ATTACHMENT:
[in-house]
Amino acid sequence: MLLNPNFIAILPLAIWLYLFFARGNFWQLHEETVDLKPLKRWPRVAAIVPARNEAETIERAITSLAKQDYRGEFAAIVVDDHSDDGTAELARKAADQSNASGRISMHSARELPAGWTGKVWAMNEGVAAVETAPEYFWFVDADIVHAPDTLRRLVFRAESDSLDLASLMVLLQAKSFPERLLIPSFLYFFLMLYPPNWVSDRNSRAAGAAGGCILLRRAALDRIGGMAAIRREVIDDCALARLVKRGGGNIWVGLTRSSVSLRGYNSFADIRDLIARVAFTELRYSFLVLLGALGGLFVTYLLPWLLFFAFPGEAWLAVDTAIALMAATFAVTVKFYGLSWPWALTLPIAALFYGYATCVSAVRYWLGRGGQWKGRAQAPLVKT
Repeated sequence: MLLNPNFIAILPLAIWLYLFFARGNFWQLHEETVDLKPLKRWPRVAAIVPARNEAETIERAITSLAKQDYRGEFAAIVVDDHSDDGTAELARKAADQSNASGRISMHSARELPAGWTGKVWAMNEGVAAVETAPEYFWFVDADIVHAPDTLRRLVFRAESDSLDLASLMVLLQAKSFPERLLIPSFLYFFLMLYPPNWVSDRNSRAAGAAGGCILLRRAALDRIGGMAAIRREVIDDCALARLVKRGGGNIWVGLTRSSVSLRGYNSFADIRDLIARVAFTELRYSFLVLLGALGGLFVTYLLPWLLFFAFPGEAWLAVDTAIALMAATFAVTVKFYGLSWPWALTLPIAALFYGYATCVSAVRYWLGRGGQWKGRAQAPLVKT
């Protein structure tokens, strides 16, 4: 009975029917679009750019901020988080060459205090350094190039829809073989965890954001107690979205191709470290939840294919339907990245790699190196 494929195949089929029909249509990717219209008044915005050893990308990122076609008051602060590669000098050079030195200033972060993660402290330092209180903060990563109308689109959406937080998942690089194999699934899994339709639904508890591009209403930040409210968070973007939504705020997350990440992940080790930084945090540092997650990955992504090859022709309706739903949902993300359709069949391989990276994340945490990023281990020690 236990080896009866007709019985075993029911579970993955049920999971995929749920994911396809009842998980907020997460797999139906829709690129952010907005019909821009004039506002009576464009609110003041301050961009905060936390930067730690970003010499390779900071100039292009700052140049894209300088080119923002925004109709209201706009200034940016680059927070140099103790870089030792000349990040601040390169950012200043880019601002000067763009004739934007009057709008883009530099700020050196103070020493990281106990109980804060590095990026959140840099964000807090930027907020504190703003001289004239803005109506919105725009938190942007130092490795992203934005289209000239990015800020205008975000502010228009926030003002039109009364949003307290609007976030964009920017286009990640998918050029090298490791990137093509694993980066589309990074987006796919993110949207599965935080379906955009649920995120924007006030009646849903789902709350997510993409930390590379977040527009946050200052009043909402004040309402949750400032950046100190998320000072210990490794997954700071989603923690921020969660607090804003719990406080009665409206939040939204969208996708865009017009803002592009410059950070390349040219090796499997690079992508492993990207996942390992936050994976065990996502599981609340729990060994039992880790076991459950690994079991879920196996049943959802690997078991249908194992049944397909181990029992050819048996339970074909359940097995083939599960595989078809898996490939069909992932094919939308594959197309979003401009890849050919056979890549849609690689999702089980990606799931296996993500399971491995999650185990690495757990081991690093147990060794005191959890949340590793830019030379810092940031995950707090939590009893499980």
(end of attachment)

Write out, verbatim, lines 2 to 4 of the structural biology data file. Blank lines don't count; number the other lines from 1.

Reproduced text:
Amino acid sequence: MLLNPNFIAILPLAIWLYLFFARGNFWQLHEETVDLKPLKRWPRVAAIVPARNEAETIERAITSLAKQDYRGEFAAIVVDDHSDDGTAELARKAADQSNASGRISMHSARELPAGWTGKVWAMNEGVAAVETAPEYFWFVDADIVHAPDTLRRLVFRAESDSLDLASLMVLLQAKSFPERLLIPSFLYFFLMLYPPNWVSDRNSRAAGAAGGCILLRRAALDRIGGMAAIRREVIDDCALARLVKRGGGNIWVGLTRSSVSLRGYNSFADIRDLIARVAFTELRYSFLVLLGALGGLFVTYLLPWLLFFAFPGEAWLAVDTAIALMAATFAVTVKFYGLSWPWALTLPIAALFYGYATCVSAVRYWLGRGGQWKGRAQAPLVKT
Repeated sequence: MLLNPNFIAILPLAIWLYLFFARGNFWQLHEETVDLKPLKRWPRVAAIVPARNEAETIERAITSLAKQDYRGEFAAIVVDDHSDDGTAELARKAADQSNASGRISMHSARELPAGWTGKVWAMNEGVAAVETAPEYFWFVDADIVHAPDTLRRLVFRAESDSLDLASLMVLLQAKSFPERLLIPSFLYFFLMLYPPNWVSDRNSRAAGAAGGCILLRRAALDRIGGMAAIRREVIDDCALARLVKRGGGNIWVGLTRSSVSLRGYNSFADIRDLIARVAFTELRYSFLVLLGALGGLFVTYLLPWLLFFAFPGEAWLAVDTAIALMAATFAVTVKFYGLSWPWALTLPIAALFYGYATCVSAVRYWLGRGGQWKGRAQAPLVKT
């Protein structure tokens, strides 16, 4: 009975029917679009750019901020988080060459205090350094190039829809073989965890954001107690979205191709470290939840294919339907990245790699190196 494929195949089929029909249509990717219209008044915005050893990308990122076609008051602060590669000098050079030195200033972060993660402290330092209180903060990563109308689109959406937080998942690089194999699934899994339709639904508890591009209403930040409210968070973007939504705020997350990440992940080790930084945090540092997650990955992504090859022709309706739903949902993300359709069949391989990276994340945490990023281990020690 236990080896009866007709019985075993029911579970993955049920999971995929749920994911396809009842998980907020997460797999139906829709690129952010907005019909821009004039506002009576464009609110003041301050961009905060936390930067730690970003010499390779900071100039292009700052140049894209300088080119923002925004109709209201706009200034940016680059927070140099103790870089030792000349990040601040390169950012200043880019601002000067763009004739934007009057709008883009530099700020050196103070020493990281106990109980804060590095990026959140840099964000807090930027907020504190703003001289004239803005109506919105725009938190942007130092490795992203934005289209000239990015800020205008975000502010228009926030003002039109009364949003307290609007976030964009920017286009990640998918050029090298490791990137093509694993980066589309990074987006796919993110949207599965935080379906955009649920995120924007006030009646849903789902709350997510993409930390590379977040527009946050200052009043909402004040309402949750400032950046100190998320000072210990490794997954700071989603923690921020969660607090804003719990406080009665409206939040939204969208996708865009017009803002592009410059950070390349040219090796499997690079992508492993990207996942390992936050994976065990996502599981609340729990060994039992880790076991459950690994079991879920196996049943959802690997078991249908194992049944397909181990029992050819048996339970074909359940097995083939599960595989078809898996490939069909992932094919939308594959197309979003401009890849050919056979890549849609690689999702089980990606799931296996993500399971491995999650185990690495757990081991690093147990060794005191959890949340590793830019030379810092940031995950707090939590009893499980």